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Tenant Fees Act Reduced Number of Pet Friendly Rentals
New findings have been unveiled as a report published by the pet charity AdvoCATS has been backed by over 35 members of parliament, alongside numerous landlord associations, pet charities and organisations such as Propertymark, detailing the impact of the 2019 Tenants Fees Act on those that are looking to rent alongside their pets.
The government themselves have reported that a mere 7% of landlords in the UK advertise their rental opportunities and suitable for pets, with 55% maintaining a blanket ban on renters bringing their furry friends with them. Since the implementation of the Tenant Fees Act in 2019, 18% of UK landlords that offered pet friendly rental accommodation has stopped doing so, equating to one in five landlords and somewhat lending an explanation to the drought of rental property owners willing to open their doors to pets.
The M.P. for Romford, Andrew Rosindell explained in a forward in the report that, “This is a deeply undesirable situation for all involved: for landlords, who miss out on excellent tenants; for tenants who face sometimes insurmountable obstacles to bringing their beloved pet into rented properties or else never acquire one at all; and for the pets who get abandoned, or are never adopted, and miss out on the loving home they deserve.”
Andrew went on to say that although the Tenant Fees Act 2019, “had good aims… it has certainly been harmful to the cause of greater pet ownership for renters.” Seeing the M.P explain that this hindrance to a growing number of pet friendly rentals is “because the law prohibited landlords or letting agents for requiring pet insurance and failed to include pet deposits in the list of permitted payments. This has seriously reduced options for landlords, who have a much-reduced safety net for instances of pet damage. As a result, it has also reduced options for tenants.”
Lending further criticism of the reception pet renters have historically received, Alison Glennon, Communications Manager at the National Office for Animal health stated that, “we believe that responsible pet owners should not be excluded from the ability to share their life with a companion animal because of their living situation, and pets should not be excluded from having loving homes due to restrictive tenancy agreements.”
Alison furthers this by stressing that changes must be made to existing legislation, specifically the Tenant Fees Act, for any progress to be seen in the sector, saying the regulations should, “allow landlords to require pet insurance in order to permit pets in their properties. An alternative permitted payment could be a “pet deposit” with its own cap, to offer landlords a choice of measures that would encourage them to allow pets.”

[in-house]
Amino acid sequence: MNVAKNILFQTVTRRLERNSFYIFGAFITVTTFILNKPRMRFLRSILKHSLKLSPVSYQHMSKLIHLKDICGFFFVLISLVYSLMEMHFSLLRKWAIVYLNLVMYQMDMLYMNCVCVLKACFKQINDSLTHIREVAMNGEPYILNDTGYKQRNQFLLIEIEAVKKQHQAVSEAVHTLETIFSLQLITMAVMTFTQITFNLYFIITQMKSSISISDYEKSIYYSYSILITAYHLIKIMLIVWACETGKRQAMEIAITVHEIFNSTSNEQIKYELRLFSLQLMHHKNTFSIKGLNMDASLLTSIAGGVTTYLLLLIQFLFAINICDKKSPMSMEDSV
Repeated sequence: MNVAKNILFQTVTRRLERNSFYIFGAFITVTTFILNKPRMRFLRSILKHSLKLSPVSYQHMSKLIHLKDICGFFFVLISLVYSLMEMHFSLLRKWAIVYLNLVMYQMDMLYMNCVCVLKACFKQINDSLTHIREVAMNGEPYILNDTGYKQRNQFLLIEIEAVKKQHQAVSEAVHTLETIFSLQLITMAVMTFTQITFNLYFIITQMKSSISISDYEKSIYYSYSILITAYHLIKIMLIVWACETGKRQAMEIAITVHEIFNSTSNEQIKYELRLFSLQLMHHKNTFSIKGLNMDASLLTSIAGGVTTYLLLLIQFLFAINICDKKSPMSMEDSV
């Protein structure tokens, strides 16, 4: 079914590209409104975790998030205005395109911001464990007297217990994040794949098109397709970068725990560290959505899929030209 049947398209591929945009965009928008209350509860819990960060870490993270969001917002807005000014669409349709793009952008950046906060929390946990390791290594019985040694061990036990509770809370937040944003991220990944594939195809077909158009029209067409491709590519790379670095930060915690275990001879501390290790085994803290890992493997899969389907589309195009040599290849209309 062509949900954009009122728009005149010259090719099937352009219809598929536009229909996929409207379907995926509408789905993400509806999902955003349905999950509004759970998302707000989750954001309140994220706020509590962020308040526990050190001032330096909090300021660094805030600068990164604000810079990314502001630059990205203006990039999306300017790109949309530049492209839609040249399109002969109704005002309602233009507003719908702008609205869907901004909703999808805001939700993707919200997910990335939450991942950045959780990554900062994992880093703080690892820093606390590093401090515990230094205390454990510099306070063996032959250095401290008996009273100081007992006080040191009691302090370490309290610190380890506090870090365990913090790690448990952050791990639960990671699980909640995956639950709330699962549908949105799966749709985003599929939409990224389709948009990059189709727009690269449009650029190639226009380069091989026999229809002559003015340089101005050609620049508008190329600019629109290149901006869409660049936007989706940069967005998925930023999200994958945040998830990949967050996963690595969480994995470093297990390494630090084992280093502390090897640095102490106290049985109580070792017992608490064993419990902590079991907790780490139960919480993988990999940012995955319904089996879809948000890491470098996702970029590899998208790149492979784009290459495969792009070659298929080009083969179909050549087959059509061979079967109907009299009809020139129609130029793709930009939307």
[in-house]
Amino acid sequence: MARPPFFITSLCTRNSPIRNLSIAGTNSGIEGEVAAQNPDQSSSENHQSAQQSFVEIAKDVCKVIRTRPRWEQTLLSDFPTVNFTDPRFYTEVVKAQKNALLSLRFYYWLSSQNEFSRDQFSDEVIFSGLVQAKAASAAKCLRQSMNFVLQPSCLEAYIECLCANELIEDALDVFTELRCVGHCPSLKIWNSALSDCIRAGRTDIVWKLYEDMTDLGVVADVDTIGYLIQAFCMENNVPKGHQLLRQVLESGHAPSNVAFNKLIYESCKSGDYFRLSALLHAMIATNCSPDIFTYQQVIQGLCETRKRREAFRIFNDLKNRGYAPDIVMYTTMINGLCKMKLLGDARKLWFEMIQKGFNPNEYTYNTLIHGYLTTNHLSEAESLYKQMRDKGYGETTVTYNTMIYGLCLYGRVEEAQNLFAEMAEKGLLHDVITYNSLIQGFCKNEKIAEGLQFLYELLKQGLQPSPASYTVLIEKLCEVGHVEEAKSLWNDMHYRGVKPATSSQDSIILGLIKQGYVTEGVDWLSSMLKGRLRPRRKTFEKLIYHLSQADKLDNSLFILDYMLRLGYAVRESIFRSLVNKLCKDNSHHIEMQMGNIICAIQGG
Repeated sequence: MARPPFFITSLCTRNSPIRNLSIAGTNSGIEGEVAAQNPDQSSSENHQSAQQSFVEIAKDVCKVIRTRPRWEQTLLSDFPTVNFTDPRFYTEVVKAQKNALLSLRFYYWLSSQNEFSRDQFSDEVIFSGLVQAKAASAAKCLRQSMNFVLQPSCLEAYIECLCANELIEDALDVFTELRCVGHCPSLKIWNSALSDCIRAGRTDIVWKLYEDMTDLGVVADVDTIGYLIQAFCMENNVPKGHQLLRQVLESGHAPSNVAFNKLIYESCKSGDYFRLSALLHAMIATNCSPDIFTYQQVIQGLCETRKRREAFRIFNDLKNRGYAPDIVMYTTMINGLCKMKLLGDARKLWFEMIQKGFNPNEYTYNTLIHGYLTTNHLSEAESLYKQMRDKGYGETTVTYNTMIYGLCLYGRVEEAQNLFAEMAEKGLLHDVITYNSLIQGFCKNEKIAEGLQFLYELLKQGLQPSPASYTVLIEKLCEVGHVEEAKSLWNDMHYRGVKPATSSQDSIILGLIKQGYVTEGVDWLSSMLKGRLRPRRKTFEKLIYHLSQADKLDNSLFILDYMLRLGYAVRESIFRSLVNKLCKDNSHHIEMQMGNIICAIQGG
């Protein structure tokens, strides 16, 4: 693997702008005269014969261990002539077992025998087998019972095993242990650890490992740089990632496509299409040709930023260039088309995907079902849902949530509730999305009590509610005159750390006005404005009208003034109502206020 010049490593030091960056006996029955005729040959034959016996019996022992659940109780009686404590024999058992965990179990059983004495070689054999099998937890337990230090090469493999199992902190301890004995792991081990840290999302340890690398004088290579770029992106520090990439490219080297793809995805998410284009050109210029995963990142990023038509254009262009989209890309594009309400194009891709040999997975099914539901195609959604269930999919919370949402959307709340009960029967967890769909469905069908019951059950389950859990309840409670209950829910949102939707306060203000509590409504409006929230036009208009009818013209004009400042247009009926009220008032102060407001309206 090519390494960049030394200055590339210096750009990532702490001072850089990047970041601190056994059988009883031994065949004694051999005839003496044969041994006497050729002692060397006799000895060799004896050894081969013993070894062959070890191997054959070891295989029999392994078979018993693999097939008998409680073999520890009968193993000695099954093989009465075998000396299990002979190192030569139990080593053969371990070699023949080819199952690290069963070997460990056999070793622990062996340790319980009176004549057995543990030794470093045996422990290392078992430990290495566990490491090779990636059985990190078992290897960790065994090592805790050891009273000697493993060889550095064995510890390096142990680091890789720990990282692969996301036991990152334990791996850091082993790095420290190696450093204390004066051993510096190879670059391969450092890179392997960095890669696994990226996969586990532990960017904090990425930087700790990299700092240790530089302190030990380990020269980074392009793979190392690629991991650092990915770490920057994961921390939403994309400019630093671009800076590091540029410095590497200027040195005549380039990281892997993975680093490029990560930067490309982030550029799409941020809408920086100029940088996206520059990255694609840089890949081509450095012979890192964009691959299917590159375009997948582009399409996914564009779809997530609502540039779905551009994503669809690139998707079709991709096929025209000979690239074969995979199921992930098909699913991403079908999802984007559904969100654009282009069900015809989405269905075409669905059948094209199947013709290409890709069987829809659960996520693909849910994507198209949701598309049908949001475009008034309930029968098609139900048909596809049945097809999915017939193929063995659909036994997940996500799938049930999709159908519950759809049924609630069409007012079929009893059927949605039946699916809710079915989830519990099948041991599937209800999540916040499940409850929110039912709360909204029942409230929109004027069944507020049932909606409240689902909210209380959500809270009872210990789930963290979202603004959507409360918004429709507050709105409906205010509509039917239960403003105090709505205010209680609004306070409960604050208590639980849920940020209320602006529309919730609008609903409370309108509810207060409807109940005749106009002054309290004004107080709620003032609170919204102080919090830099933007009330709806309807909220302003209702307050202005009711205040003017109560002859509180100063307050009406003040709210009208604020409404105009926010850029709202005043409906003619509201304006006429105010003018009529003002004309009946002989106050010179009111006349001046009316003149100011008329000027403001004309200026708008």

The open letter states that these amends to standing regulations would benefit both sides of the tenancy agreement, giving landlords the protection over their investment properties, whilst making private renting more accessible.
Naturally, calls for new insurance policies raises the question of who will be covering the associated costs. The report explains that this would fall on renters as they would be able to benefit from taking out such policies and taking advantage of a no claims history they may accumulate; however, it does also acknowledge that landlords with a sizable portfolio may wish to cover all their properties under a single policy, making a variety of options essential for its successful implementation.
Similarly, research carried out by The Tenancy Deposit Scheme showed that rental property owners are reluctant to allow pets into their accommodation without first having appropriate measures in place to safeguard their investments. The polls showed that 65% of landlords would increase the amount of rent their tenants are required to pay if they were forced to accept a pet into their property, with an overwhelming 75% of landlords expressing the need for pet insurance to become available to both renters and owners.
What is the New Model Tenancy Agreement?
Changes were introduced to the new model tenancy agreement during the outset of 2021, allowing “responsible tenants with well-behaved pets will be able to secure leases more easily.” Although the regulation takes aim at the section 21 notice and tenancy deposits, the new model tenancy agreement also makes major steps towards making the rental industry more receptive to pets, prohibiting landlords from issuing a blanket ban on pets in their accommodation. With this being said, as it currently stands the new model tenancy agreement is not legally binding and does not in any way legally compel landlords to follow its direction.
Housing Minster Chris Pincher commented, ““it can’t be right that only a tiny fraction of landlords advertise pet friendly properties and in some cases people have had to give up their beloved pets in order to find somewhere to live.”
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